"Yours truly,
If anyone deserves the pleasure of good music surely Mrs. Gow does. We would just like to add that the Cornish Co. will be very glad to forward their handsome Piano and Organ Catalogue post free to any lady or gentleman who may be interested in securing an instrument of this nature at manufacturer's price, and direct from the factory. The address is—The Cornish Co.(E. Aust.), 204 Clarence-street, Sydney.
THE ADVENTURES OF AN ORGAN. (1913, October 30).Watchman (Sydney, NSW : 1902 - 1926), p. 2. Retrieved from

Mr. J Warren;

Mr. J Warren, head lighthouse keeper at Byron Bay, who has been in charge of the Cape Byron light for eight years, has been notified of his transfer to Barranjoey. He and his family have taken part, at much inconvenience to themselves, in every movement promoting the welfare of the town, and they will be missed. Mr. Gow is mentioned as Mr. Warren's successor. PERSONAL. (1919, March 14). Northern Star (Lismore, NSW : 1876 - 1954), p. 2. Retrieved from

On Thursday afternoon Mr. Les Warren received by wire the distressing news that his mother, Mrs. Warren, wife of Mr. J. L. Warren (late Chief Keeper Cape Byron Lighthouse), now of Barrenjoey, had passed away. The deceased lady's health had caused her family much anxiety of late but her death was unexpected, indeed, her son had just received letters stating his mother was progressing well, the telegram, therefore, came as a shock. The family, which includes her husband. Miss Eva Warren, and sisters,, Mr. Leslie Warren (late A.I F.). Pte, Fred Warren (remaining with the burying corps in France) will keenly feel their loss. LOCAL AND GENERAL,. (1919, November 8). The Byron Bay Record (NSW : 1902 - 1924), p. 8. Retrieved from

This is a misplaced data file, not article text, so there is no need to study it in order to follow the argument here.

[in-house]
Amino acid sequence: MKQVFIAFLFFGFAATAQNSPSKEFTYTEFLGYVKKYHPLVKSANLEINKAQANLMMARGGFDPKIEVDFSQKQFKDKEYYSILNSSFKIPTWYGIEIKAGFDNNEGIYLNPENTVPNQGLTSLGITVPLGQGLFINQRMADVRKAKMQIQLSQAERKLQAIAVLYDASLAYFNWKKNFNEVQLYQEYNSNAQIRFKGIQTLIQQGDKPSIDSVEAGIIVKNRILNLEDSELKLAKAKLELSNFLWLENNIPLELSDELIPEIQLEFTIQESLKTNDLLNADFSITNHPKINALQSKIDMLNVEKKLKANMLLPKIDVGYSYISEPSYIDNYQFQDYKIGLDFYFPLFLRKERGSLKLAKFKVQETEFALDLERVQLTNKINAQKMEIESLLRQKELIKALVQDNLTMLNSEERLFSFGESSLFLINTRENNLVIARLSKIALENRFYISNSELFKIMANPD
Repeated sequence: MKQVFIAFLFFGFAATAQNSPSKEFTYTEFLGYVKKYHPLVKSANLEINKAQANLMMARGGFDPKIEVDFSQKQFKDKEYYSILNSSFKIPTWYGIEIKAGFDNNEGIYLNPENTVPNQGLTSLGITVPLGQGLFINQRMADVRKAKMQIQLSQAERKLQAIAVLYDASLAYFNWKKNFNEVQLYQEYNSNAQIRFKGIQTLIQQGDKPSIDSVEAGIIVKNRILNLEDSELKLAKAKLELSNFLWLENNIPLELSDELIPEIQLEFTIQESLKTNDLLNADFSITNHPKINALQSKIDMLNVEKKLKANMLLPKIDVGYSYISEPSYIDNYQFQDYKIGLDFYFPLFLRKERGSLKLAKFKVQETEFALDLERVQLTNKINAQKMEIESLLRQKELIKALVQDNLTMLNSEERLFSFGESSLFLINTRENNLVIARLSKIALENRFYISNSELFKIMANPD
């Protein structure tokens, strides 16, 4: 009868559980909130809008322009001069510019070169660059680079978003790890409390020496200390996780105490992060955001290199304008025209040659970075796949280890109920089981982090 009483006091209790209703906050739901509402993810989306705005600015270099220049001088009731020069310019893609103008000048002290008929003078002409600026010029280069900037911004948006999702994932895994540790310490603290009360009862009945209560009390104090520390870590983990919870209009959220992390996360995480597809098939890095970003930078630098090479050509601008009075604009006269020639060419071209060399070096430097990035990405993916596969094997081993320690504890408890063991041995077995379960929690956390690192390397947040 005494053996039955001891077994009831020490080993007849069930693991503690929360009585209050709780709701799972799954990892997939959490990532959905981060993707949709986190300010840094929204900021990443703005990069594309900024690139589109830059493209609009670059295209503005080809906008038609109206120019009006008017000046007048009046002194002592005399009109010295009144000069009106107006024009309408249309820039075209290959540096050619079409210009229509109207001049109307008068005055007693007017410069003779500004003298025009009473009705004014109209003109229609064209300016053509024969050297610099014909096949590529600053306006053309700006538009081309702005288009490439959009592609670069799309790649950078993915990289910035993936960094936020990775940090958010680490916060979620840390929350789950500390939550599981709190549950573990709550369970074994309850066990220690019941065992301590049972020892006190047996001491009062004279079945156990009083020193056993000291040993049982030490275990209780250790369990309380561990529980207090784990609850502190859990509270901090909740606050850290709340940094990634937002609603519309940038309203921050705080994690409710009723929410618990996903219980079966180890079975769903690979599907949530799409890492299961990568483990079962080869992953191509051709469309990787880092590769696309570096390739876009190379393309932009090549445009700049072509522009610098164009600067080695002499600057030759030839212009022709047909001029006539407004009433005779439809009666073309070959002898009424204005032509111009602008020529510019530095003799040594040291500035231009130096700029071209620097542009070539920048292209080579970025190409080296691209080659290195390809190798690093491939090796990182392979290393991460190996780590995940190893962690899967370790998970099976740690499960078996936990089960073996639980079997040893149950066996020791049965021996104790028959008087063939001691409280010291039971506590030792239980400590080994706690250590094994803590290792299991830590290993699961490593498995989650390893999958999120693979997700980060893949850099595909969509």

Mr. Fred Warren (late A. I.F.)  eldest son of Mr. J. L. Warren, Chief Keeper Barrenjoey Lighthouse, is at present in Byron Bay on a holiday. He saw a long term of service., remaining in France for some Time as a member of the burying corps. LOCAL AND GENERAL,. (1920, February 28). The Byron Bay Record (NSW : 1902 - 1924), p. 8. Retrieved from

We close this page with food for thought of future history pages on keeping the light bright at Barrenjoey:

"JONAH’ TO SHIPPING Last To See 4 Lost Ships, MELBOURNE, Thursday. Claiming to be the youngest Victorian returned soldier who fought in the -war, Albert Edward Johnson, 30, of South Melbourne, said that he considers he has another claim to prominence in that he is a "Jonah to Australian shipping."
A relieving lighthouse keeper, he has been the last person on land to see four ships before they were wrecked on the New South Wales and Victorian coasts.
"I think I am the last man on land to have seen the Paringa before she foundered," he said. "At 5 p.m. on December 24 I was on watch at the Cliffy Island Lighthouse. I saw two ships passing westward, and recognised the leading one as the Paringa. She did not signal, but I worked on her frequently when I was with the Adelaide Steamship Co., and am sure I  was not mistaken."
In January 1931, Mr. Johnson was on duty at the Barrenjoey (NSW) light when the small coastal steamer Alwyn River, bound for Newcastle, signalled that she was in distress. She ran aground on a sandbar soon after.
(1936, January 30). Barrier Miner(Broken Hill, NSW : 1888 - 1954), p. 3. Retrieved from

Barrenjoey Lightstation - the Light Keepers threads collected by A J Guesdon, 2013.